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Using absolute paths in typescript.

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Joseph Tsegen
·Sep 19, 2022·

5 min read

Using absolute paths in typescript.

Table of contents

  • Intro
  • The tsconfig.json file
  • Taking a look at relative paths
  • Configuring Typescript to use absolute paths
  • why use the @ prefix
  • Why use absolute paths
  • Conclusion

Intro

Working extensively with typescript for quite some time now being someone who adopted typescript at an early stage (just 4 months after learning Javascript). I have learned and benefited a lot from the features typescript offers, one of them is being able to use absolute paths to import modules. This feature is also available in Javascript as well but in this guide, I would mostly be talking about Typescript (no harsh feeling JS) and my IDE of choice is Vscode which this feature works without any additional configuration, In other editors like WebStorm, you may have to do some extra configurations to make this work more on that in this article written by Aman Kumar.

The tsconfig.json file

If you have worked with typescript for some amount of time, you would most likely have encountered this file. Similar to the package.json file or a docker file (for docker configs), this is where the configurations for your typescript compilation are written. You can generate this file with the tsc --init command but most frameworks using typescript would package this file for you.

Taking a look at relative paths

We'll be taking a look at a nextJs project and see the horrors of using relative paths.

Our folder structure

.
├── README.md
├── next-env.d.ts
├── next.config.js
├── package.json
├── src
│   ├── components
│   │   ├── cards
│   │   │   ├── featured-motion-card.tsx
│   │   │   └── testimonal-card.tsx
│   │   ├── footer
│   │   │   └── index.tsx
│   │   ├── icon-components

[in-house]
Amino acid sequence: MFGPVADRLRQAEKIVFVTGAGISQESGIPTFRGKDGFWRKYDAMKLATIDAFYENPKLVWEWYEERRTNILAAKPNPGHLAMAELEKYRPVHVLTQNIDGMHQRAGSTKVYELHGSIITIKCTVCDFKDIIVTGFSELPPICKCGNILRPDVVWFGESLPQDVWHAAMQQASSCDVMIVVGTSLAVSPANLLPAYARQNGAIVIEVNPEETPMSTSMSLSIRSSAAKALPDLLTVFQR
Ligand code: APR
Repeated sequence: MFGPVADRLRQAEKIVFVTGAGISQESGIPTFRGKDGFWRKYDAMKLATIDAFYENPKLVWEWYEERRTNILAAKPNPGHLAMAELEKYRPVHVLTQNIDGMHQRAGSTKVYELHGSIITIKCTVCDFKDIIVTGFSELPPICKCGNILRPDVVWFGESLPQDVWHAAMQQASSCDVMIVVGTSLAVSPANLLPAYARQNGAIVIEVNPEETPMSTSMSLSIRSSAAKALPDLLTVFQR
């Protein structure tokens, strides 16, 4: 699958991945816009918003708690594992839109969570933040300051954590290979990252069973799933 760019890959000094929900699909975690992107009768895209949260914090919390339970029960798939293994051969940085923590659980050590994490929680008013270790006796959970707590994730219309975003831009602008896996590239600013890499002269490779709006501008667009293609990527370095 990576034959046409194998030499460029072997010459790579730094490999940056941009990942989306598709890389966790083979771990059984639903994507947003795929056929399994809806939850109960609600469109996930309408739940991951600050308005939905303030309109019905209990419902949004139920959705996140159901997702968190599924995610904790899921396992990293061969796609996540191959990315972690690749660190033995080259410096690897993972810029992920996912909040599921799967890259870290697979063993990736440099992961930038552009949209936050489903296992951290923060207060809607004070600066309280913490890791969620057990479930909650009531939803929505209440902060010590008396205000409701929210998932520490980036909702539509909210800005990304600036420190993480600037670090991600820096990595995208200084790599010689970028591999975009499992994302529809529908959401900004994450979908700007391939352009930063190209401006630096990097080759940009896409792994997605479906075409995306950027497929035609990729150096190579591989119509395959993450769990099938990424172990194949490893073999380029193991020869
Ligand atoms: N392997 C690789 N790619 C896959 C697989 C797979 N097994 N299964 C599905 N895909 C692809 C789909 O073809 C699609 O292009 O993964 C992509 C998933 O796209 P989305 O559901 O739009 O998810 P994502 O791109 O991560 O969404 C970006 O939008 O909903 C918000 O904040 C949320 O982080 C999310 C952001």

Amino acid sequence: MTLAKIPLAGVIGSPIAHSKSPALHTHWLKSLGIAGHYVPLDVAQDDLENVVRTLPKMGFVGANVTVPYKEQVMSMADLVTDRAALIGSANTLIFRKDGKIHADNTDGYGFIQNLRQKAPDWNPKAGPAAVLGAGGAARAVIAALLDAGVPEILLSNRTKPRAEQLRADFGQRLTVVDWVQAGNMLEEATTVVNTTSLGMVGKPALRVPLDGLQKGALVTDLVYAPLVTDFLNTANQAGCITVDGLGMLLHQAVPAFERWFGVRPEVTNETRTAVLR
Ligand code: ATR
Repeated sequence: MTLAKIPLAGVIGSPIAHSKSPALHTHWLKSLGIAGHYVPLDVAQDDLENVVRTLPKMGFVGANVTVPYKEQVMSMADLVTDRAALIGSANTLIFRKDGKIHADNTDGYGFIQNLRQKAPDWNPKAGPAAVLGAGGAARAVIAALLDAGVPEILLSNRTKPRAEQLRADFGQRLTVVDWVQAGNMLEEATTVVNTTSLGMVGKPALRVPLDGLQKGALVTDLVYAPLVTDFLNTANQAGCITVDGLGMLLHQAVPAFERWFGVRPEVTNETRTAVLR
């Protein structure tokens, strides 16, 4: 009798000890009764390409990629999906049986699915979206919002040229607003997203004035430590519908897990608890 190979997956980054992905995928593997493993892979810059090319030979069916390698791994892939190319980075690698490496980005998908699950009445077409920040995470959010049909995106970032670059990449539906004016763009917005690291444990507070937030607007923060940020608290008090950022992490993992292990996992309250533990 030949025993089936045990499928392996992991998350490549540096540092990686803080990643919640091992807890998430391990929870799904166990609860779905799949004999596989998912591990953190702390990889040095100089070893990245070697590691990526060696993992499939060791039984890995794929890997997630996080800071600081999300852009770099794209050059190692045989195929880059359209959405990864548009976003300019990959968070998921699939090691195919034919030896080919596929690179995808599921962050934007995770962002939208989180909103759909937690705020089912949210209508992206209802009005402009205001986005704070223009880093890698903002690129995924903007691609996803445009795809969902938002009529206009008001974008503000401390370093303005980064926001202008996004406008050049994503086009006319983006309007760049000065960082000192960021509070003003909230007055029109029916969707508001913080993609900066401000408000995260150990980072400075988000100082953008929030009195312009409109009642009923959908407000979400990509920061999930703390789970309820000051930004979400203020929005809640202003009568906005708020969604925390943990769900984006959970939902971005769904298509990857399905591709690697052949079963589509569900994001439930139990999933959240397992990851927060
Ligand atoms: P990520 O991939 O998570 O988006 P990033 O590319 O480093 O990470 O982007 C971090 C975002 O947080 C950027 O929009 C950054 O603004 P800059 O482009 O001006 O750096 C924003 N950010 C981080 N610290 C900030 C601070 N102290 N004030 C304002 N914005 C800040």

│   │   │   ├── app-icon.tsx
│   │   │   ├── instagram-icon.tsx
│   │   │   ├── medium-icon.tsx
│   │   │   ├── quoteLeft.tsx
│   │   │   ├── twitter-icon.tsx
│   │   │   ├── verified-icon.tsx
│   │   │   └── youtube-icon.tsx
│   │   ├── layouts
│   │   │   └── index.tsx
│   │   └── navbar.tsx
│   ├── pages
│   │   ├── _app.tsx
│   │   ├── api
│   │   │   └── hello.ts
│   │   ├── auth
│   │   │   ├── sign-in.tsx
│   │   │   └── sign-up.tsx
│   │   ├── communities
│   │   │   └── index.tsx
│   │   ├── index.tsx
│   │   └── live-events
│   │       └── index.tsx
│   ├── shared
│   │   ├── hooks
│   │   │   ├── useActiveLinks.ts
│   │   │   └── useForm.ts
│   │   └── utils
│   ├── styles
│   │   ├── Home.module.css
│   │   └── globals.css
│   ├── theme
│   │   ├── components
│   │   ├── foundations
│   │   │   ├── colors.ts
│   │   │   └── index.ts
│   │   ├── index.ts
│   │   └── styles.ts
│   └── types
│       └── index.ts
├── tsconfig.json
└── yarn.lock
/* src/pages/communities/index.ts */
import { NextPage } from "next";
import Head from "next/head";
import { Fragment } from "react";
import {
  Box,
  Button,
  Flex,
  Heading,
  VStack,
  InputGroup,
  InputLeftElement,
  Input,
  HStack,
  Text,
  Image,
} from "@chakra-ui/react";
import { SearchIcon } from "@chakra-ui/icons";
import AppFooter from "../../components/footer"; // relative paths
import NavBar from "../../components/navbar"; // relative paths

const Communities: NextPage = () => {
   // page code
};

export default Communities;

This can get really messy especially when we have deeply nested files.

import somthing from "../../../../../somewhere/something";